Also, I’d like to add how much this made me think about Farya & Murad’s relationship from MCK and how much it is toxic. They’re a really cute couple, but it’s so damn toxic and this poetry collection really made me realize, and stop shipping it – despite its cuteness.



27213961Rating: ★★ | 2.5 stars

Release Date: May 3rd, 2016

Genre: Poetry, Non-Fiction, Sex, Relationships

Page Count: 80 pages

Dates Read: July 14th – 15th, 2017 (I started at like 11pm and finished about 12:03 am.)

“The most potent ingredient in virtually every one of Bob Hicok’s compact, well-turned poems is a laughter as old as humanity itself.”—The New York Times Book Review

“Hicok’s poems are like boomerangs; they jut out in wild, associative directions, yet find their way back to the root of the matter, often in sincere and heartbreaking ways.”—Publishers Weekly

In Sex & Love &, Bob Hicok attempts the impossible task of confronting love and its consequences, in which “everything is allowed, minus forever.” Switching gracefully between witty confessions and blunt confrontations, Hicok muses on age, distance, secret messages, and, of course, sex. Throughout, poetry is discovered to be among our most effective tools to examine the delirium of making contact.


The sexiest thing a woman has ever done
to or with or for me—while wearing the loose breeze
of a dress or standing inside its red zero on the floor—
while bending over and pulling her shorts down
on a racquetball court or to reach the water
shutoff valve behind the fridge—as Satie
whispers against our thighs or humming
her brain’s native tune as we touch
the smudged glass protecting extinct beetles
in a museum—with her lips swaddling my tongue
or finger up my ass—is tell the truth—
which makes my wife the hottest woman
I’ve ever known—her mouth erotic every time
she speaks—she is an animal when it comes to sex
and love—comes to us—in that she doesn’t primp
in front of the mirror of what she thinks I want
her to say or be—the only real flesh—only naked
that matters––how she looks at me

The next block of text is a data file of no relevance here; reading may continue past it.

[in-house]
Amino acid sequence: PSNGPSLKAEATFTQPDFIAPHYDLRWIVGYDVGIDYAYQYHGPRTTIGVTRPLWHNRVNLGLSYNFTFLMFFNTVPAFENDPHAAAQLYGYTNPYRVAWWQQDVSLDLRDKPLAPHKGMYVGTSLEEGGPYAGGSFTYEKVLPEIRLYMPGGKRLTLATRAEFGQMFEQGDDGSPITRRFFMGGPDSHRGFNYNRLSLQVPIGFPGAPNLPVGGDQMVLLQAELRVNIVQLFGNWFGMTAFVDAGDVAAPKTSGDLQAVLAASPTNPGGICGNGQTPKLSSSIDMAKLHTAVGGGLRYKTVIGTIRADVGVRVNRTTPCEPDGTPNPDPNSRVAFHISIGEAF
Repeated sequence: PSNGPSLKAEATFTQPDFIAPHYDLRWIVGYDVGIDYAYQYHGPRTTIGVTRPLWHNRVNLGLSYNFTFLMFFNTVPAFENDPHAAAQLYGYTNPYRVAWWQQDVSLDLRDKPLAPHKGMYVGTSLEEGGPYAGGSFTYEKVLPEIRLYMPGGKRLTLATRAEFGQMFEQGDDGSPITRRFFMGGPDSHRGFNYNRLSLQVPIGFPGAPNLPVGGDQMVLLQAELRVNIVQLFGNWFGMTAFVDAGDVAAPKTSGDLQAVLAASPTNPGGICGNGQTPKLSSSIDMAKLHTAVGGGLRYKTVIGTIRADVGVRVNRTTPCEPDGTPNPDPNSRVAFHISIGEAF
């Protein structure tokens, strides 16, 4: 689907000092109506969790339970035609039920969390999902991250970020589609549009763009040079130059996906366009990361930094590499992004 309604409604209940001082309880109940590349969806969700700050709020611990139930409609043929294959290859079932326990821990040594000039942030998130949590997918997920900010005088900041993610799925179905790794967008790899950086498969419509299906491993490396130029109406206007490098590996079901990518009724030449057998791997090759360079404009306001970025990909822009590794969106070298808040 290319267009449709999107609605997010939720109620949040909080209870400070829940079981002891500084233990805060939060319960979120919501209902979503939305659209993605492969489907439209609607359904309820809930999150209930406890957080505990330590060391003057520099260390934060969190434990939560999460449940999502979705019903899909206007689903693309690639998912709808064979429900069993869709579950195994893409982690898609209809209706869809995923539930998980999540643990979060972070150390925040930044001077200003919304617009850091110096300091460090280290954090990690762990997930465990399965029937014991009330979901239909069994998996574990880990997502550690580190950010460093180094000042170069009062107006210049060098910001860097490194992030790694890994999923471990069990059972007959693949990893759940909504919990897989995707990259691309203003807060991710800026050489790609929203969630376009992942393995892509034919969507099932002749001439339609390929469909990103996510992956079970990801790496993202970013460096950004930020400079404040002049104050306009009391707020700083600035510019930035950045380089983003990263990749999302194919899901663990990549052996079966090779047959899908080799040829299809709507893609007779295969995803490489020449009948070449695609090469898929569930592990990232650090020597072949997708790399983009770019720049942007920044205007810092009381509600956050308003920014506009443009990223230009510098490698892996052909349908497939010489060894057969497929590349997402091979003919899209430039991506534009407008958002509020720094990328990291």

Bob Hicok‘s poems have appeared in the New YorkerPoetry, and the American Poetry Review. His books have been awarded the Bobbitt Prize from the Library of Congress and named a “Notable Book of the Year” by Booklist. Hicok has worked as an automotive die designer and a computer system administrator. He is currently teaching at Purdue University.

 – Goodreads 2017

This poetry collection just wasn’t for me. But what did I truly expect – I honestly don’t know. This is a collection of poems about having sex with his wife over the years, written by an older man. Okay, nothing I can relate to. Not that I need to relate, but the whole subject matter just weirded me out slightly from the beginning. But thank you to Karla for letting me borrow this book, so I didn’t have to buy it. I’m so happy I didn’t. There were a few poems that had lines that I liked, thus the 2.5 I probably could round it up to 3 stars, but most of the poems just weirded me out. Not my cup of tea.

“Pussy sounds like porn, or a twelve-year-old boy trying to act fifteen. Vagina only feels right if I wear a doctor’s smock and make people wait in a room with ancient magazines. Recombing them Pussina seems like a princess or a former Soviet bloc country, vagussy sounds like something vegans put on the table … I’ve tried addressing it as Ma’am or Your Secretiveness, really it reminds me of dawn, of dew on the lawn. Do you do that? Get on your knees  around 6 am.” – Aubade

It’s funny but weird.

“The Study of Geometry pays off —

“It’s surprising how much difference an inch or two makes —

the change in angle when she pulls her legs back a little more —

to how deeply I disappear inside her breath –

what is my heart then –

 a zoo from which the gates have been torn and melted into spoons for all the first graders to eat as much ice cream as they want – or a lion

 – wtf? This poem is super weird because I had geometry last year, also I’ve seen a lot of first graders eating at the zoo. It’s weird to think of math applying to sex.